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The Amazing Transformation of San Francisco's "Sludge Puddle"

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Fifty years ago, the shoreline of the San Francisco Bay was almost entirely privately owned. Even if you’d wanted to go down and sit by the water, you couldn’t have. And you probably wouldn't have wanted to in the first place, says David Lewis.

"The bay was choked with sewage and toxic waste. There were no environmental laws, no regulations. The bay was really dying before our eyes."

The SF Bay was a convenient place fo dump garbage.

Lewis is executive director of Save the Bay. For decades, he says, the bay had functioned as official and unofficial trash dump for nearly every city on its perimeter.

San Francisco Bay's Grim Future


Dumping garbage into the bay wasn’t only convenient, it served the larger goal of getting rid of the bay entirely.

"There was a proposal by the Rockefeller brothers," says Lewis, "to actually chop down the top of San Bruno Mountain and move it by conveyor belt to the west side of the bay, creating more fill the size of Manhattan out in the bay."

According to Richard Walker, a professor of geography at UC Berkeley, this was the ethos of the day: The bay served no purpose. To fill it up was to make it useful.

"We’d had the depression, the war. There was lot of money to be made in expanding cities, expanding highways, building bridges," he says.

In 1959, the United States Army Corps of Engineers released a study showing that 70 percent of the San Francisco Bay could be filled and transformed into usable land. The City of Berkeley, meanwhile, had proposed to double its size by extending three miles into the bay.

Save the Bay's founders: Kay Kerr, Sylvia McLaughlin, and Esther Gulick

This caught the attention of three Berkeley women: Sylvia McLaughlin, Catherine "Kay" Kerr, and Esther Gulick. Married to prominent UC Berkeley faculty members, the women had strong political connections in the area, as well as to local groups such as the Sierra Club.

They decided to call a meeting of local conservationists (the word "environmentalist" didn't exist yet). Once those activists found out about the plans for the bay, surely they'd swing into action.

But they didn't.

"They were all busy doing their own things," recalls McLaughlin, who is now 94 and lives in the Berkeley hills. "They were saving the redwoods, this and that. They said they they understood the need but they were too busy to help."

A New Movement Takes Shape

And so, in 1961, Save the Bay was born as a campaign to stop cities from filling in the Bay. McLaughlin says it was not always a popular position to take. "I got called all kinds of names, not very complementary," she recalls.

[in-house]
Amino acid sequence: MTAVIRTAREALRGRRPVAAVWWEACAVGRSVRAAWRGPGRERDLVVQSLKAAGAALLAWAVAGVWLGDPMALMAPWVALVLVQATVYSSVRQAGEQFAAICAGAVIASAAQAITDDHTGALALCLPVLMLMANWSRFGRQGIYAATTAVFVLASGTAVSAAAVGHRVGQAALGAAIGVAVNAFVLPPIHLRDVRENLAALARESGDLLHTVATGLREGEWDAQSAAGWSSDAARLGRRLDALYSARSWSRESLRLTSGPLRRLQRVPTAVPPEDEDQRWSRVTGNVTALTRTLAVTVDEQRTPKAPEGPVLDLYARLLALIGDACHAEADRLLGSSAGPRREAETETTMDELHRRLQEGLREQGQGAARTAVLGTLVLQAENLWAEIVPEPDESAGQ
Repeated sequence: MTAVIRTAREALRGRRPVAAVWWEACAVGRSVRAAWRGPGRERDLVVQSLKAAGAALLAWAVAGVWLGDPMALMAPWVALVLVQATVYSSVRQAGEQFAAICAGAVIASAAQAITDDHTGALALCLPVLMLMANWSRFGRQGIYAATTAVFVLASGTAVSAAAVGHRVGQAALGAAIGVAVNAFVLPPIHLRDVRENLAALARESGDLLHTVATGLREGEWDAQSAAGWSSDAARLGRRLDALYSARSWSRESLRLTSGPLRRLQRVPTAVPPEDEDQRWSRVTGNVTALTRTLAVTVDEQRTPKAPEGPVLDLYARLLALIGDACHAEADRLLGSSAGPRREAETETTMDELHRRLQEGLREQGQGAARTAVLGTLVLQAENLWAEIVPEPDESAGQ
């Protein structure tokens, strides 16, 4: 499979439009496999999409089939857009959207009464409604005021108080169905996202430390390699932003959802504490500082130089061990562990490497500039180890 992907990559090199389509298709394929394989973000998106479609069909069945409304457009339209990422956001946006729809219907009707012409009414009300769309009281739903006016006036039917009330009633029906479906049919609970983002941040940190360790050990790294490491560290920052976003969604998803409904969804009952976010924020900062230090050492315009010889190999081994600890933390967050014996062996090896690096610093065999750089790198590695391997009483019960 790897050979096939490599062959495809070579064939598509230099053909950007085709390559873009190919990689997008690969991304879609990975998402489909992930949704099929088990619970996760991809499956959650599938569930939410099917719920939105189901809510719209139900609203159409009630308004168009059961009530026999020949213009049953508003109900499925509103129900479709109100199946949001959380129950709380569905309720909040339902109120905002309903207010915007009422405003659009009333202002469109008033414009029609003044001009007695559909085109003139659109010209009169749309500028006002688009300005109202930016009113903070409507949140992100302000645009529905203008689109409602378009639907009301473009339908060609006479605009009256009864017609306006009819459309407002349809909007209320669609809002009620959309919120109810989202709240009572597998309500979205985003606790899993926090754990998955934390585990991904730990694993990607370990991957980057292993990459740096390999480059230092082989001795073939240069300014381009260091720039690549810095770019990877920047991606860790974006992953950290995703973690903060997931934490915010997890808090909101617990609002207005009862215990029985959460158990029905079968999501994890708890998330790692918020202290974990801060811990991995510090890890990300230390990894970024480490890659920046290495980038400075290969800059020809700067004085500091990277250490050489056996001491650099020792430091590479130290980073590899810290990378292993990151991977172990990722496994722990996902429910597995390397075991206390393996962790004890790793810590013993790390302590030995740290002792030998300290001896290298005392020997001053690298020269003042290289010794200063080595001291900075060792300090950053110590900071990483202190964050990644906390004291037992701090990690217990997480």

But while developers complained, Save the Bay was growing as an organization, in ways that other groups hadn’t thought to do in the past.

"They very wisely turned themselves into a mass organization by charging $1 for membership," says UC Berkeley's Walker. "And they very quickly had thousands, even tens of thousands of members within two years."

In addition to its vast membership, Save the Bay rallied the media. Pete Seeger even wrote a song about the Bay, calling it a "sludge puddle, sad and gray."

Until this point, says Walker, environmentalism had been a small, elite movement. But Save the Bay changed that. It resembled other major movements of the day, civil rights, free speech, and, eventually, the anti-war movement: Popular movements of ordinary people, trying to change policy.

"Save the Bay is absolutely there at the birth of that kind of popular environmentalism," says Walker.

It Worked.

In 1965, California passed the McAteer Petris Act, which created a new agency, the Bay Conservation and Development Commission, which has the power to stop development on the Bay.

Thanks to that, to the 1972 Clean Water Act and other laws, the bay is much cleaner. And after decades of shrinking, it’s getting bigger, thanks to wetland restoration. That leaves a host of new challenges, including sea level rise and invasive species.

But we’re starting from a different place now than we were in the sixties. And that is thanks to the deceptively simple idea that occurred to Sylvia McLaughlin, while looking out of her window, half a century ago.

"This is something we don’t have a lot of other places," she says "and we have to take care of it."

You can watch excerpts of the wonderful, four-part documentary "Saving the Bay," on the show's website.

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